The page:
I visited Kiel once and loved it, a small, beautiful, gleaming old city on Kiel Bay. It was bright and sunny and very cool, with a brisk wind snapping the flags flying over the harbor. I ate fresh fish for lunch and enjoyed strong coffee and a delicious slice of chocolatey torte in the afternoon.
But it’s here in Kiel that my journey to the land of my grandma-great turns to fantasy.
I imagine boarding a ship and sailing out onto Kiel Bay, where the wild swans flock. I’d watch the islands of Denmark go by to the north as we make our way out into the Baltic Sea, and once we reached open water the ship would turn due north again.
North has always been my favorite direction.
It would be a sea journey of about 600 miles, my destination Helsinki, Finland. During the journey the landmass of Sweden would slip by, unseen, to the west and to the east, the mysteries of Poland, Lithuania, Latvia and finally, Estonia.
And then, Helsinki. My mind holds a few images of it, snatched from photographs perused in books and more lately, on the Internet. Other images, more alive somehow, have come to me courtesy of the Finnish-American poet and memoirist Stephen Kuusisto, who describes wandering Helsinki with his scholar father when he was child in his book, Eavesdropping: A Memoir of Blindness and Listening.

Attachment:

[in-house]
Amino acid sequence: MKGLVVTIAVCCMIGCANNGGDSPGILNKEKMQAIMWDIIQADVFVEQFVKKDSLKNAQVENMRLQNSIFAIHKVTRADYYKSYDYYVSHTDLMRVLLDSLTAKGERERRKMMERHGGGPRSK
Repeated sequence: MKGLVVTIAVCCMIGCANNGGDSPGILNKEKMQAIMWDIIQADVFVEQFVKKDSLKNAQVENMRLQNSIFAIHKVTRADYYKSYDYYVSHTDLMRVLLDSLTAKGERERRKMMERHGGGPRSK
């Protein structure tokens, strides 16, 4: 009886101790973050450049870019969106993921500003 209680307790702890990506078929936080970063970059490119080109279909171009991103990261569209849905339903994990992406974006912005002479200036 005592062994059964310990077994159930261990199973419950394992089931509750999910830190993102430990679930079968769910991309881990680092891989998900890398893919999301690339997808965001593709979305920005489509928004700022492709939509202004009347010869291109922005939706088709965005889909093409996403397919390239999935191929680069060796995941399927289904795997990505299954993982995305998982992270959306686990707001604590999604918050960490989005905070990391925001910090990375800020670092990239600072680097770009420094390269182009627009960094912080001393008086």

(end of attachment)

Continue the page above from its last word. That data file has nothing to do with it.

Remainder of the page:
We turned back and walked toward the shore. A troupe of women emerged from the mist. They were indistinct, liquid, black and green. These were old women from the neighborhood unfurling their carpets on the shore of the frozen sea.
Lordy! Then they sang!
The tree women sang and beat their carpets in the Baltic wind.
My father told me to listen.
“These are the old songs,” he said.
The women croaked, chanted, breathed, and wept.
The women were forest people. They had survived starvations, civil war, and then another war, the “Winter War” with the Russians.
Their carpets swayed on wooden racks that stood along the shore. They sang and beat dust from the rugs with sticks.
They sang over and over a song of night. The song unwound from a spool. I remember its terrible darkness. They were together singing a song that rose from a place deeper than dreams. Even a boy knows what this is.